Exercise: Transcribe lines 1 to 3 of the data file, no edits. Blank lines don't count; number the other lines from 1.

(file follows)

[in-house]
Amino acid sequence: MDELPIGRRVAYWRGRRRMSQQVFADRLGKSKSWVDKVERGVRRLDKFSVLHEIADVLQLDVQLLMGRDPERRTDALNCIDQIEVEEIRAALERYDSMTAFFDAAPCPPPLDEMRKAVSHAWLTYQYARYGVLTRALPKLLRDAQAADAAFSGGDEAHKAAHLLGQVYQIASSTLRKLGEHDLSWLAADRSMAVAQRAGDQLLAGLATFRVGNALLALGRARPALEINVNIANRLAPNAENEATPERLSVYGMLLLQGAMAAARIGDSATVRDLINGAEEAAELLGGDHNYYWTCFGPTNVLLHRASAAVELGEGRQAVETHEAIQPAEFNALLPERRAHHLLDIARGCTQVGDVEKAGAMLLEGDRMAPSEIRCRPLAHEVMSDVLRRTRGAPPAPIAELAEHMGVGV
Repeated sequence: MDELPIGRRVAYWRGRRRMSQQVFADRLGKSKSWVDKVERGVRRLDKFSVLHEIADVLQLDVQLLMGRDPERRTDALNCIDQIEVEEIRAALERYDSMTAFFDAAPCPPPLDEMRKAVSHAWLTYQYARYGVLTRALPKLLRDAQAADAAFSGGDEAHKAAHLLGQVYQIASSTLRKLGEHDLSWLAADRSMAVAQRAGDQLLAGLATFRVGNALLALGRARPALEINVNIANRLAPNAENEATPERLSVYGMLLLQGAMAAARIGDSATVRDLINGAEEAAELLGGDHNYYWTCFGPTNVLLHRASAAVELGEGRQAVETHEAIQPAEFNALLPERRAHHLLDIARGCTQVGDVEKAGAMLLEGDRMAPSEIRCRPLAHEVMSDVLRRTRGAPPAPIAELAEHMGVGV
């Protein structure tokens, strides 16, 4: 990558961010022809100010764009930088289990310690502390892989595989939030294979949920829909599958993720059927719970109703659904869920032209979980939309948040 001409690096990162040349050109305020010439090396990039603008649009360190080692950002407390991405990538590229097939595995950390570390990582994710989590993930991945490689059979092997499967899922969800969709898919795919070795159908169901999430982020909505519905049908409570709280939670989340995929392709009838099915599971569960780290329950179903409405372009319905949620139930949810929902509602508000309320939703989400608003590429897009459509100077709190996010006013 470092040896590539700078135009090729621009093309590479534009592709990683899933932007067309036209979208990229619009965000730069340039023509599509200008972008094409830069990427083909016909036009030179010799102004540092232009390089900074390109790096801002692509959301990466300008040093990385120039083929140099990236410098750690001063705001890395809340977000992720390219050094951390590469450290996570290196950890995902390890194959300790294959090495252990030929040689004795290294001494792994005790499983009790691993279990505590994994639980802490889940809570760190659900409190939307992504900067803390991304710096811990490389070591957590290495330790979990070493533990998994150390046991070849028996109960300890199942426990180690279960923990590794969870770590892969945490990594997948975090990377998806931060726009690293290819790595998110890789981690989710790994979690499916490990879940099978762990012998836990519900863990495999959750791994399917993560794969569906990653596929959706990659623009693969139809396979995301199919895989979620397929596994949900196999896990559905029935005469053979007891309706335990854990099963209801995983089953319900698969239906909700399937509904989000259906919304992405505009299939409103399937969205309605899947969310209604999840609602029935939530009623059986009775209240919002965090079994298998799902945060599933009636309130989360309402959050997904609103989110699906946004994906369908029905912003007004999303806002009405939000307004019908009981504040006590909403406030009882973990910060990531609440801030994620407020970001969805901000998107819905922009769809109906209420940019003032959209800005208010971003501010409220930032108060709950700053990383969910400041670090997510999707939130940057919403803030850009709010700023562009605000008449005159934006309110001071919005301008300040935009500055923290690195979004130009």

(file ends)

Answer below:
[in-house]
Amino acid sequence: MDELPIGRRVAYWRGRRRMSQQVFADRLGKSKSWVDKVERGVRRLDKFSVLHEIADVLQLDVQLLMGRDPERRTDALNCIDQIEVEEIRAALERYDSMTAFFDAAPCPPPLDEMRKAVSHAWLTYQYARYGVLTRALPKLLRDAQAADAAFSGGDEAHKAAHLLGQVYQIASSTLRKLGEHDLSWLAADRSMAVAQRAGDQLLAGLATFRVGNALLALGRARPALEINVNIANRLAPNAENEATPERLSVYGMLLLQGAMAAARIGDSATVRDLINGAEEAAELLGGDHNYYWTCFGPTNVLLHRASAAVELGEGRQAVETHEAIQPAEFNALLPERRAHHLLDIARGCTQVGDVEKAGAMLLEGDRMAPSEIRCRPLAHEVMSDVLRRTRGAPPAPIAELAEHMGVGV
Repeated sequence: MDELPIGRRVAYWRGRRRMSQQVFADRLGKSKSWVDKVERGVRRLDKFSVLHEIADVLQLDVQLLMGRDPERRTDALNCIDQIEVEEIRAALERYDSMTAFFDAAPCPPPLDEMRKAVSHAWLTYQYARYGVLTRALPKLLRDAQAADAAFSGGDEAHKAAHLLGQVYQIASSTLRKLGEHDLSWLAADRSMAVAQRAGDQLLAGLATFRVGNALLALGRARPALEINVNIANRLAPNAENEATPERLSVYGMLLLQGAMAAARIGDSATVRDLINGAEEAAELLGGDHNYYWTCFGPTNVLLHRASAAVELGEGRQAVETHEAIQPAEFNALLPERRAHHLLDIARGCTQVGDVEKAGAMLLEGDRMAPSEIRCRPLAHEVMSDVLRRTRGAPPAPIAELAEHMGVGV